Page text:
On September 14th, Roy Halladay struck out Jose Altuve with a changeup in the dirt. His catcher turned around and gave the umpire a pat, then stood up and walked toward Halladay. His teammates walked in toward the mound. It was the last out of the game, and it was the last time that Roy Halladay has been on the mound for the last out of the game. September 14th, you'll note, was last year.
Halladay has been to complete games what Yadier Molina is to catcher defense, what Giancarlo Stanton is to GIFfable home runs. In 2011, Halladay threw more complete games than any other team in the National League. From 2008 through 2011, he threw 35 of them; the San Diego Padres, by comparison, have thrown 35 complete games since 2001. Every spring, a columnist or 10 will write about the sad death of the complete game in baseball, but Roy Halladay has been the faint pulse beeping on the monitor, or perhaps the last uninfected man in a zombie hellscape, or maybe the metaphor that just keeps pushing on and on, and on. Just continuing on. A metaphor that won’t die. A metaphor that doesn’t get tired and quit, but goes the distance. What a durable metaphor.
But now here’s a different Roy Halladay, with no complete games in the 2012 season and only four or five more tries. The complete games are, of course, the least of the matter; more concerning for the Phillies would be the strikeout rate (down about a whiff per nine from his 2008-2011 peak); the walk and home run rates (both up about 25 percent); the velocity (down a mile and a half per hour from last year); and the missed time (his first since 2005). The complete games matter mostly because the complete games reflect a little bit of each of these drop-offs. And the complete games matter because they reflect just what it is we’re seeing. We’re not seeing Roy Halladay going from amazing pitcher to bad pitcher. Not at all. We’re seeing him go from amazing pitcher to really good pitcher. A guy who throws seven or eight innings. We’ve lost a singularity.
The most obvious reason for Halladay’s lack of complete games is that Halladay isn’t throwing nearly as many pitches this year. In 2011, he made 32 starts and threw 110 pitches or more 20 times. He topped 120 pitches six times, and 130 once. This year he has made 21 starts and topped 110 just twice. He hasn’t thrown 120 pitches in a game.
The Phillies are being cautious with him, particularly since he missed June with shoulder soreness. Consider August 10th: Halladay finished the eighth inning against the Cardinals. He had allowed two hits and one run in the game and had retired 12 batters in a row: seven grounders, four strikeouts, and an infield pop-up. He had made the last out the previous inning, so there was no need to pinch-hit for him. He had thrown 99 pitches. The Phillies pulled him.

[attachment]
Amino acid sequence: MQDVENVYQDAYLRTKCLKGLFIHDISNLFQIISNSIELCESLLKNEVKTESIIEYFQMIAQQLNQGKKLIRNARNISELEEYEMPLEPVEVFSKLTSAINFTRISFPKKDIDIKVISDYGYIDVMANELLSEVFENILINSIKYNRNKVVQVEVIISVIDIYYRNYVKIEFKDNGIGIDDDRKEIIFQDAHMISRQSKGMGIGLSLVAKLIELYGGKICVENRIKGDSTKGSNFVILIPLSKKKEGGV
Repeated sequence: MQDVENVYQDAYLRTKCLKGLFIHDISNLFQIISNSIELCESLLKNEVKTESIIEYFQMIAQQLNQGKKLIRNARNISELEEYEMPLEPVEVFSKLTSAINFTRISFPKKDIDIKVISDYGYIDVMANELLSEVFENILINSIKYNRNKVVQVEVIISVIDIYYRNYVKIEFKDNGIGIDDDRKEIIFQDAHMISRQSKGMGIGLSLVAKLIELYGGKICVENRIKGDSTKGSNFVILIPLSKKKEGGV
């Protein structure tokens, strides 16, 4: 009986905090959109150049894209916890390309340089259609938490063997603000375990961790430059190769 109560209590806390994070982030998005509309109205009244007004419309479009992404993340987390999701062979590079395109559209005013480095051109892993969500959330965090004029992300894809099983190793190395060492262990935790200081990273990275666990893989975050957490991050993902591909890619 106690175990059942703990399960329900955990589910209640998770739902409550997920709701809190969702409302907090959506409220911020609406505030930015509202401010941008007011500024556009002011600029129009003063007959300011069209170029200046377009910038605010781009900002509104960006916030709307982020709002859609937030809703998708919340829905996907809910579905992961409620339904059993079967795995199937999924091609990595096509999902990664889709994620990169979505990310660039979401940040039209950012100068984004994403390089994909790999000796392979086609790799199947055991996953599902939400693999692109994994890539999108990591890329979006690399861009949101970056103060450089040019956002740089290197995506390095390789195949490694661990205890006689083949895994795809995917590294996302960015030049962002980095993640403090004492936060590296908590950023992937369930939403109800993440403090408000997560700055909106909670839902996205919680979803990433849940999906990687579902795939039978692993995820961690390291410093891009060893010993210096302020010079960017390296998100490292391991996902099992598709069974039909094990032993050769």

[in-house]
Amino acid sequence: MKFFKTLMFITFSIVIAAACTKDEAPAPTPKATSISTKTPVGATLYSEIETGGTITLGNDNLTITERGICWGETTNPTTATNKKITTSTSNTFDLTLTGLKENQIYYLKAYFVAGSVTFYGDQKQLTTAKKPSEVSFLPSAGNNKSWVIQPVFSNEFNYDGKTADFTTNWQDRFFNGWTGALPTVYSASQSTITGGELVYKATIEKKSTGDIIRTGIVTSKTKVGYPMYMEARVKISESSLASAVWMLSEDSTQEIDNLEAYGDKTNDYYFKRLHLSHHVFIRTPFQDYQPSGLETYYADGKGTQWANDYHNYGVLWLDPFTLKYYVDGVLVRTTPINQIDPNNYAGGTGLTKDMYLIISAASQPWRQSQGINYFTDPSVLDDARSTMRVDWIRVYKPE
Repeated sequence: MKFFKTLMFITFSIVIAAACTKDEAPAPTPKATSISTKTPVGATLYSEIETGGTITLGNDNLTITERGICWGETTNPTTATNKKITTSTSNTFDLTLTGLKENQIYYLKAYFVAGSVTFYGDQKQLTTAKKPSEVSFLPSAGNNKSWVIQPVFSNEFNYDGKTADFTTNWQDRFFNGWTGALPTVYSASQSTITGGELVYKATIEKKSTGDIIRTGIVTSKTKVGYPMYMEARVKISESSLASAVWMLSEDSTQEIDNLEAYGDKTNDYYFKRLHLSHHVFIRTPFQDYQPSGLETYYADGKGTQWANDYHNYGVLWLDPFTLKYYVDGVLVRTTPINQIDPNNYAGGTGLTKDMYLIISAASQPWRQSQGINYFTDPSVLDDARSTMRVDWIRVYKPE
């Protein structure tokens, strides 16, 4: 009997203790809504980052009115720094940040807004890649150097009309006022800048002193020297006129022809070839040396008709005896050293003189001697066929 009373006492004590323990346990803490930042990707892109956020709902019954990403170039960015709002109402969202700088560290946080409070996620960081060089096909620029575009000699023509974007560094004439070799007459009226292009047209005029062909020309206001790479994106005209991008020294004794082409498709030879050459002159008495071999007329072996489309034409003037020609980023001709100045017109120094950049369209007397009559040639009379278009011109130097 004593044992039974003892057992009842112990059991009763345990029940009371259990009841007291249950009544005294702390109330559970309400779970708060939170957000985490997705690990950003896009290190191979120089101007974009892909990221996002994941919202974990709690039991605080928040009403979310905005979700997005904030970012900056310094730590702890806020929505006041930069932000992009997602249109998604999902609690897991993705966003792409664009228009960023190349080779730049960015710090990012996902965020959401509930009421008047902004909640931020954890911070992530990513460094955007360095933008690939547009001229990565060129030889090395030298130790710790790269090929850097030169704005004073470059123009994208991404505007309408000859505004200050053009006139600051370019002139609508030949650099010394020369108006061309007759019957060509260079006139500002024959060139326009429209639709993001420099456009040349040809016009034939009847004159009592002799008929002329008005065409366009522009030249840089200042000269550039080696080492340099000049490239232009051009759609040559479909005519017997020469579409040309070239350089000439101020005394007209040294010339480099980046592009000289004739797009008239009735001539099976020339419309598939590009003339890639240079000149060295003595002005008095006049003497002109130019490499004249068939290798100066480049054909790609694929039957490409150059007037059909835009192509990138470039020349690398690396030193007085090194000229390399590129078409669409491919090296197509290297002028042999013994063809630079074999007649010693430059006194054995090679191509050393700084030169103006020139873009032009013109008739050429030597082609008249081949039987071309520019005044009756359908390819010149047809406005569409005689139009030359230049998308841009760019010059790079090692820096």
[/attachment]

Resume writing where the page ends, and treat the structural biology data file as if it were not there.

That wasn’t his first start back from the DL, though. It wasn’t his second. It was his fifth, and he still wasn’t allowed to pass 100 throws. Said Halladay:
(Pitching coach Rich Dubee) has been pretty, not adamant, but he told me how he wants to do it and I understand that… He was not going to let me jump a couple of innings at a time. … Hopefully we get a couple where I get a 4-5 run lead and can try and go out and do it.
The Phillies don’t look to be easing Halladay back into workhorse mode; rather, it looks like they’ll continue to be cautious with him in the tail-end of a lost season. He hasn’t topped 110 pitches in 10 starts since returning from the injury. It is, of course, awfully hard to know what the conversations are like inside the room, or how Halladay’s shoulder looks and feels.
The Phillies’ restrictions on him aren’t everything. Halladay has been, unlike in previous seasons, more hittable as the game has gone one. Well. Halladay has been hit more as the game has gone on. Whether he has actually been more hittable is a leap that we can’t take yet. But from 2008 to 2011, Halladay has been (by opponents’ OPS) almost exactly as effective the third time through the order as the first and second times. This year, he has been hit harder the second time through, and hit much harder the third time through.
First trip through the order
In fact, the first two times through the order, Halladay has been classic Halladay this year. It is only as the game gets deeper that he becomes ordinary. Consider the sample size, or course: just 149 plate appearances, the instability of which can be seen in the 2010 and 2011 third-trip stats.
That coincides with a bit more lost velocity as the game goes on, especially with his cutter.
|Pitches 1 to 20||Pitches 41-60||Pitches 81 to 100|
His two-seamer velocity drop through the game isn't as severe, but it is larger this year (0.7 mph from the first stage to the later one) than last year (0.5).
The good news is that he’s still very efficient: last year, he threw 14.81 pitches per inning. This year, he's averaging 14.75 pitches per inning—eighth-best among all starters—despite the extra hits and walks mixed in. That efficiency is a big deal. Halladay used to throw a lot of complete games because he could throw a lot of pitches, and because he was good enough to keep his manager’s faith, but also because he was so efficient. Of his 35 complete games from 2008 to 2011, just eight required more than 115 pitches.
So the Roy Halladay who completed eight or nine games a year is probably gone. But he’s still a very good pitcher, probably still a great pitcher, and an efficient pitcher. Some part of his signature skill will probably appear again, like a metaphor introduced at the start of an article that shows up one last time for the kicker.
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